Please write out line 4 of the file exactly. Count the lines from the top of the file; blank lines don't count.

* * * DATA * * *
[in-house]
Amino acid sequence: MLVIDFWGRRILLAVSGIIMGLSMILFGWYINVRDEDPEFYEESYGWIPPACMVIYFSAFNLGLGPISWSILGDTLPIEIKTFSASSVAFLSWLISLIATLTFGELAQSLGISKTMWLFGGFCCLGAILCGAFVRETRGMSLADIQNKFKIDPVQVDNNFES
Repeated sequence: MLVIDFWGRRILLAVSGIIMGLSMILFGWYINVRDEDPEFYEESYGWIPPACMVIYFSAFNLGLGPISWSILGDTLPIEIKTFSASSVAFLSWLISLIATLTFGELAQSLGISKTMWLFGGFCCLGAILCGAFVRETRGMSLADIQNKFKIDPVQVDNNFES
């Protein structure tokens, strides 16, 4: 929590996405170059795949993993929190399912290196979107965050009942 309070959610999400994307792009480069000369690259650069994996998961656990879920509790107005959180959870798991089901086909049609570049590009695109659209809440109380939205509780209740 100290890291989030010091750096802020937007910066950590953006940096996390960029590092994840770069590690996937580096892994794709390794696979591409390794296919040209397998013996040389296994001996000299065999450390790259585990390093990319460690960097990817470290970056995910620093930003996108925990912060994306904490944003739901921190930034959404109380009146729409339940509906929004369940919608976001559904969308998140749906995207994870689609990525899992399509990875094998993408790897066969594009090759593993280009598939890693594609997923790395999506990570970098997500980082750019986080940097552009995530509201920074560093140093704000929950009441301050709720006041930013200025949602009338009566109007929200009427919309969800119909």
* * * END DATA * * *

């Protein structure tokens, strides 16, 4: 929590996405170059795949993993929190399912290196979107965050009942 309070959610999400994307792009480069000369690259650069994996998961656990879920509790107005959180959870798991089901086909049609570049590009695109659209809440109380939205509780209740 100290890291989030010091750096802020937007910066950590953006940096996390960029590092994840770069590690996937580096892994794709390794696979591409390794296919040209397998013996040389296994001996000299065999450390790259585990390093990319460690960097990817470290970056995910620093930003996108925990912060994306904490944003739901921190930034959404109380009146729409339940509906929004369940919608976001559904969308998140749906995207994870689609990525899992399509990875094998993408790897066969594009090759593993280009598939890693594609997923790395999506990570970098997500980082750019986080940097552009995530509201920074560093140093704000929950009441301050709720006041930013200025949602009338009566109007929200009427919309969800119909």